Rating: Ain’t our problem – speak to the operator, says RIM
Talk about failing to appreciate the Power of the Press. GoMobile News was stunned by RIM’s recent reaction to a request for information from the well-respected ‘Don’t Panic’ techie section in the UK’s Sunday Times. Did the struggling handset manufacturer answer the technical question? Nope. Instead it fobbed the newspaper journalist off. Now, Nokia might be ignoring our advice to start making Android handsets but it certainly responds to Press enquiries. We thought we’d detected a change in attitude @ RIM when the company under Thorsten Heins had invited some leading journalists and developers to briefings on RIM 10. But the Times incident raises parallels with the PR disaster which was the Network Operations Centre) outage in in Slough, UK.What was the problem which the Sunday Times was unable to resolve?
Well, a reader using Microsoft’s Outlook Express was getting the error message – “No sender — no message”, every time he tried to open an email sent from a BlackBerry smartphone.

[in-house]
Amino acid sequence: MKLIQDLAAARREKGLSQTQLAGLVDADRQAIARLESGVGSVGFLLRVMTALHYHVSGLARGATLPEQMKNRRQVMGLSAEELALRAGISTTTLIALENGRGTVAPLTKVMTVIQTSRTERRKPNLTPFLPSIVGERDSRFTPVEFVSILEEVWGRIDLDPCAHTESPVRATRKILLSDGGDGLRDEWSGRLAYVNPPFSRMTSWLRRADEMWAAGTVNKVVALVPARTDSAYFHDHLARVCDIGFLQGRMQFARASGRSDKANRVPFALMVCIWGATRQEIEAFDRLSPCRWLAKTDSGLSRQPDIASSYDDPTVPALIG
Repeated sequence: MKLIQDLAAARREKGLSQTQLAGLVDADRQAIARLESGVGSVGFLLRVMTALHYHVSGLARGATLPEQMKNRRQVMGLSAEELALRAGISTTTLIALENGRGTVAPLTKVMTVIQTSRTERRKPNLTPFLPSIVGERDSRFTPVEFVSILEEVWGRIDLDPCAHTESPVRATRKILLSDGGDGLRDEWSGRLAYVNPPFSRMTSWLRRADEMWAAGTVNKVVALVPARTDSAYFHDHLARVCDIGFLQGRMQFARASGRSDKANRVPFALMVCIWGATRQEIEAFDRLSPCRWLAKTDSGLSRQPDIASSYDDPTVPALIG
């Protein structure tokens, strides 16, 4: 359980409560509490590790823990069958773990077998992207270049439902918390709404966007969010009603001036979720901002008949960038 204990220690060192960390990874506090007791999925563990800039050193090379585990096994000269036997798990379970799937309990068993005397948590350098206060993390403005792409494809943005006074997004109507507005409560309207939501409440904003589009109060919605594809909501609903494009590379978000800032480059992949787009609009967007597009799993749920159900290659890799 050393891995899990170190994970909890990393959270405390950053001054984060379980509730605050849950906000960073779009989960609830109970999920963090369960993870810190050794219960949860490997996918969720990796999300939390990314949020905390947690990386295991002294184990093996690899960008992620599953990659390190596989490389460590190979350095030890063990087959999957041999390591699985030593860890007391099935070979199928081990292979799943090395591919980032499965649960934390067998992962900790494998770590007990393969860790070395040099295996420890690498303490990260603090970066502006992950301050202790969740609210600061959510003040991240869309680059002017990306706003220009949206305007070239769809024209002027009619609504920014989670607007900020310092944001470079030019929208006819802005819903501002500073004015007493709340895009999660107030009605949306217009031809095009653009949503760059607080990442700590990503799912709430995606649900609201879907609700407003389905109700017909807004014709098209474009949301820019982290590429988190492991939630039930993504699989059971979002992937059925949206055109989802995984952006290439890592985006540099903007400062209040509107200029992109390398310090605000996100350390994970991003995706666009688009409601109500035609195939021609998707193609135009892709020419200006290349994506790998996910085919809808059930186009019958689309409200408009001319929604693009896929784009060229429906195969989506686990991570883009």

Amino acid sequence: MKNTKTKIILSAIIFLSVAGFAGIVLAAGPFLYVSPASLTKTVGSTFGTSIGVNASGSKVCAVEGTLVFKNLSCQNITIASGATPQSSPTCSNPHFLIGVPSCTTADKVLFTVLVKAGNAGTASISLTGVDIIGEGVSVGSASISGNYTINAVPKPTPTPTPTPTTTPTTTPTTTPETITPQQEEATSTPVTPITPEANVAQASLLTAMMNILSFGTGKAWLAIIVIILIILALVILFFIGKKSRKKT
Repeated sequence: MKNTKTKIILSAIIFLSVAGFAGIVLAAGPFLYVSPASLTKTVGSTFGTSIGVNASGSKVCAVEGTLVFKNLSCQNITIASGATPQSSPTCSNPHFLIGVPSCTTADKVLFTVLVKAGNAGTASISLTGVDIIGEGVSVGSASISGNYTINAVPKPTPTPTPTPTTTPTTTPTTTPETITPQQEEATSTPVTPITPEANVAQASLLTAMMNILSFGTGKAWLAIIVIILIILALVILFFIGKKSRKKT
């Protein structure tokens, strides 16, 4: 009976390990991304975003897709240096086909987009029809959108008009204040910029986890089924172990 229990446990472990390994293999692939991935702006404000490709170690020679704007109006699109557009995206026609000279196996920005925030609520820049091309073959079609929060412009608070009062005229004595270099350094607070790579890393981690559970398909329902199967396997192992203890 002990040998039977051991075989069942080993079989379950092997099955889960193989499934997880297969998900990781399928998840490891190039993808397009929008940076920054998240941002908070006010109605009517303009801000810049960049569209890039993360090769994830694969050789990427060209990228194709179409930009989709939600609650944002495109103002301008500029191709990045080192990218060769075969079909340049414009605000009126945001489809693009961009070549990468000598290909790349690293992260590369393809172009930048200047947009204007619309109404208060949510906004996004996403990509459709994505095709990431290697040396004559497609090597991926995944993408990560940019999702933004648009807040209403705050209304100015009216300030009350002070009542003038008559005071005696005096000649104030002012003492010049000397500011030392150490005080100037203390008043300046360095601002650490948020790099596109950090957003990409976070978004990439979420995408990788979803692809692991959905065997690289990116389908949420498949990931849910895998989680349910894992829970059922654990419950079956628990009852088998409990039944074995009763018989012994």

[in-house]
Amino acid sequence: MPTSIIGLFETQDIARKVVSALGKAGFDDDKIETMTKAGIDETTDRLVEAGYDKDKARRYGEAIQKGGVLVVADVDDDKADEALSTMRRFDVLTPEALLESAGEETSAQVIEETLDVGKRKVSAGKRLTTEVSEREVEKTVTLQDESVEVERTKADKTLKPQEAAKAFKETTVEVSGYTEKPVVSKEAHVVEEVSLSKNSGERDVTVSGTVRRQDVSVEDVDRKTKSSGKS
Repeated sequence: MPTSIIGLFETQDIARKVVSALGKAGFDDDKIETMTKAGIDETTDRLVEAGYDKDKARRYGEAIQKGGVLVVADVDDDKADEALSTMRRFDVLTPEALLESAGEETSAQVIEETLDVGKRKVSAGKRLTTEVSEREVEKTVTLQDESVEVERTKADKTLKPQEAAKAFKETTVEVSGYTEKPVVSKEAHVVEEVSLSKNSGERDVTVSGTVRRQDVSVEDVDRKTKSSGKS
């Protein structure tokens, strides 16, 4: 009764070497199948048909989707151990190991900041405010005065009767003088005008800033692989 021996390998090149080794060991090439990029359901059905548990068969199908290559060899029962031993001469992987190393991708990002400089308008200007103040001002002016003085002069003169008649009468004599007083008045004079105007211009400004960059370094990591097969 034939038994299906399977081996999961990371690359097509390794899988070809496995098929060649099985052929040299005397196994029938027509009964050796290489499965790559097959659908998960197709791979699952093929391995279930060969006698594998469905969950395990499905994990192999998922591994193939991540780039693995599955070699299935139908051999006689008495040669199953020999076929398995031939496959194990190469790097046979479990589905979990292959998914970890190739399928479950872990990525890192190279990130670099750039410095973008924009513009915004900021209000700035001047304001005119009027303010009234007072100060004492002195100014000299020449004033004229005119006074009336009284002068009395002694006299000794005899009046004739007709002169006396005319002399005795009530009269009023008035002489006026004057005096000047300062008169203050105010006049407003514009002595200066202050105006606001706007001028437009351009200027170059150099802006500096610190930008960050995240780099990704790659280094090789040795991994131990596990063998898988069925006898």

What was RIM’s reaction? The newspaper says, “It told us it is best to report the problem to the mobile phone network the offending phone is registered to, and not to BlackBerry itself.”
Right. A handset manufacturer displaying complete ignorance of the fact that the Outlook Express user has no idea (in the UK) whatsoever of which network the offending BlackBerry was connected to. The complainer is receiving blank messages not sending them.
Perhaps, RIM thought that anyone still using Outlook Express isn’t a corporate user so can be safely ignored? Or that such an old application doesn’t merit a response?
Contrast that with Nokia which swiftly responded to our own enquiry about an old handset (the N73) even though it had stopped making that model a whileback. (See our previous story here).
GoMobile News had thought that RIM had finally ‘got it’ when at the beginning of May , it started giving out prototype BlackBerry 10 handsets – Apha Dev – to developers at its BlackBerry World.
That enabled publications such as Techcrunch to review the next release of its OS. See here .
Given how comments from Thorsten Heins were widely construed as RIM quitting the consumer market (see our previous story here), the Canadian company is just crying out for Press training.
If you want to see the full Sunday Times story, it is here but you will need a subscription to the Times + service.
Incidentally, if any GoMobile News readers can replicate this problem please let us know.